Are you happier? "I'm able to concentrate on my training and competition because I handle it myself. I'm able to enjoy it more," she says.

I wonder if Feng the competitor is different from Feng outside the sporting arena. "Very different," she says. "During a competition, you are constantly pushing yourself towards victory, but I'm a very easy-going person out of competition."

She describes herself as introverted and says she doesn't really like to talk much or go out.

"Some people may think I'm quite unapproachable, or look unfriendly, or behave like I'm a star. But I just am not the kind to take the initiative to go up to people and talk to them. I'm just quite a passive person... I've always been like this."

 

Are there questions you don't like being asked? "Questions about my private life," is her quick reply. "I'm a Virgo. Firstly, I don't like to talk about other people's private matters and, secondly, I don't like to talk about my private matters. So my life is quite dull because I'm not into gossip at all." She laughs.

She does compromise, though. When I ask if she's single, she says "not single" - but adds gently that "I prefer to keep things that are private, private".

Being dropped from the STTA, however, has meant she has to shift gears a little. "Now, I force myself to take the initiative, to come out of my shell more. Because I've had to do everything myself now, I need to be the one communicating."

And indeed, she seems to be making an effort. She recently launched her own Facebook account - there is already a fan page - and an Instagram account (@feng_tianwei31) where her fans get more than just photos of her at competitions.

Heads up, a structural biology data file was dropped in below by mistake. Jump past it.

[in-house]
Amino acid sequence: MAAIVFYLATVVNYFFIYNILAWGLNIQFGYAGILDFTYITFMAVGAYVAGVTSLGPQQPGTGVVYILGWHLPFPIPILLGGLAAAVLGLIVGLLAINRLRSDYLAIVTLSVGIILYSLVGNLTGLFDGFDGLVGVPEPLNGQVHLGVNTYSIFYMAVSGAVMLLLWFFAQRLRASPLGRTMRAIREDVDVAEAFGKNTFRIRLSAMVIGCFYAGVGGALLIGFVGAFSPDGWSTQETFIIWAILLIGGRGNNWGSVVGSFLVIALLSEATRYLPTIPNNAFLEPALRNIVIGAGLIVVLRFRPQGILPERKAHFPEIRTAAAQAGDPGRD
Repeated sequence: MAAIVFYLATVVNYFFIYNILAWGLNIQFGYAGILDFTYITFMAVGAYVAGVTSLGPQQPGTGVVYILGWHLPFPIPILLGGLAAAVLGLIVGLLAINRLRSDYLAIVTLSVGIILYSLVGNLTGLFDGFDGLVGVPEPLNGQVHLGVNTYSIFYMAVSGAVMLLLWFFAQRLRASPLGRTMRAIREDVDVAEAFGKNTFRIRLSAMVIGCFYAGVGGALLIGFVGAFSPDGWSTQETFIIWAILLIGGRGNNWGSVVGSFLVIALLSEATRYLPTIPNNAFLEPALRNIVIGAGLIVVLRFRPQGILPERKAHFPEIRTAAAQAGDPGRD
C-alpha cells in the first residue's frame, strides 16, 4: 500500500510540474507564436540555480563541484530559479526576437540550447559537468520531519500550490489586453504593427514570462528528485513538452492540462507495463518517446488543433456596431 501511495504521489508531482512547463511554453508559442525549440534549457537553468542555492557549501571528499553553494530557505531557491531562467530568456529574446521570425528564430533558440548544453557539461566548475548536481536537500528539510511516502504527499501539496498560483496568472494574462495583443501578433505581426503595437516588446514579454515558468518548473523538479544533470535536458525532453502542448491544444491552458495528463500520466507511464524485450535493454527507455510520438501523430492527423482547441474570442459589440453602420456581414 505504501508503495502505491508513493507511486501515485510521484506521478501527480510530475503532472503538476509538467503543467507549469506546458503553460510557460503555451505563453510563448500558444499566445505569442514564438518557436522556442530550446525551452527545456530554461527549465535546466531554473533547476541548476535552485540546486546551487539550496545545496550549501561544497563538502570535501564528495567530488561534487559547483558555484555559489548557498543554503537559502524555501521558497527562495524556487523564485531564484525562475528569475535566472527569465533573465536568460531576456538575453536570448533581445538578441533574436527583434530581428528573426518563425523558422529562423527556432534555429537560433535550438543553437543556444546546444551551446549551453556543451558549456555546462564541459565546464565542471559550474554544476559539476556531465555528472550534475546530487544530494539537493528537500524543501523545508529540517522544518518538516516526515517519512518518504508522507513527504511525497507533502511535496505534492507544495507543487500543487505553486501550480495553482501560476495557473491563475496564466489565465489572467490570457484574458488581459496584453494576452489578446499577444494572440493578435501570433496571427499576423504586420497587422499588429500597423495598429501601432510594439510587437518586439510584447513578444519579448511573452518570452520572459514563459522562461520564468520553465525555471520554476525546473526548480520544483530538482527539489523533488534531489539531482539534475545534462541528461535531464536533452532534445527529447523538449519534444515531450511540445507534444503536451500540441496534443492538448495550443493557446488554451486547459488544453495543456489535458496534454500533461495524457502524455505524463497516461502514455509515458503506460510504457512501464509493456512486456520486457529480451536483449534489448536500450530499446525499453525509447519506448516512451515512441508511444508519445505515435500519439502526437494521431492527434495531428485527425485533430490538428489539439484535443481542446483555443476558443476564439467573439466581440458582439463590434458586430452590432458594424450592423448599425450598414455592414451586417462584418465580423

SHE was born an only child in the city of Harbin in the northern province of Heilongjiang. Her father, Feng Qingzhi, a granary worker, died of multiple sclerosis when she was 16 and her mother worked in accounting. Of Harbin, she remembers the ice and snow and its Russian-inspired architecture.

I ask her for a happy memory of her childhood. She thinks a bit then recounts how, when she was about seven or eight, she attended a school sports day with her parents. "We bought little snacks and just had a fun time. Parents would also take part in the sports, and there were activities like rope-skipping."

She learnt to play table tennis when she was five because it was a popular game in the north. "It's also a sport that's not so harsh on a girl's body. Swimming, for example, can be a lot more exhausting." She can't swim and is afraid of the water.

No one in her family was particularly athletic but she shone in table tennis, winning age-group tournaments at city and provincial levels. Her mother didn't force her to play. "I'm the one who pushes myself harder."

She went to boarding school in Harbin when she was 12 to hone her skills. She later got accepted into China's national B squad. When she was 16, some months after her father died, she left school and went to Beijing to train with the national team. Her mother stayed behind in Harbin.

"I don't think I had much of a childhood," she says matter-of-factly. "All my time was spent on training. The cartoons and stuff that people my age watched or knew, I know nothing about it, even now."

She was in Beijing for two years but over-exerted herself and discovered some issues with her heart. Frightened, she put aside her dream of being in the Chinese national team and moved to Japan to play professionally at club level. Her medical issues were resolved.

In 2006, she was spotted by an STTA coach. She was invited to train in Singapore under the Foreign Sports Talent scheme and became a Singaporean in 2008.

IN THE 10 years she's been here, she has grown used to the humidity and now misses Singapore food when she's away.

She has not had the time to master English, a source of consternation among some Singaporeans who continue to gripe that by not speaking it, she is still too Chinese.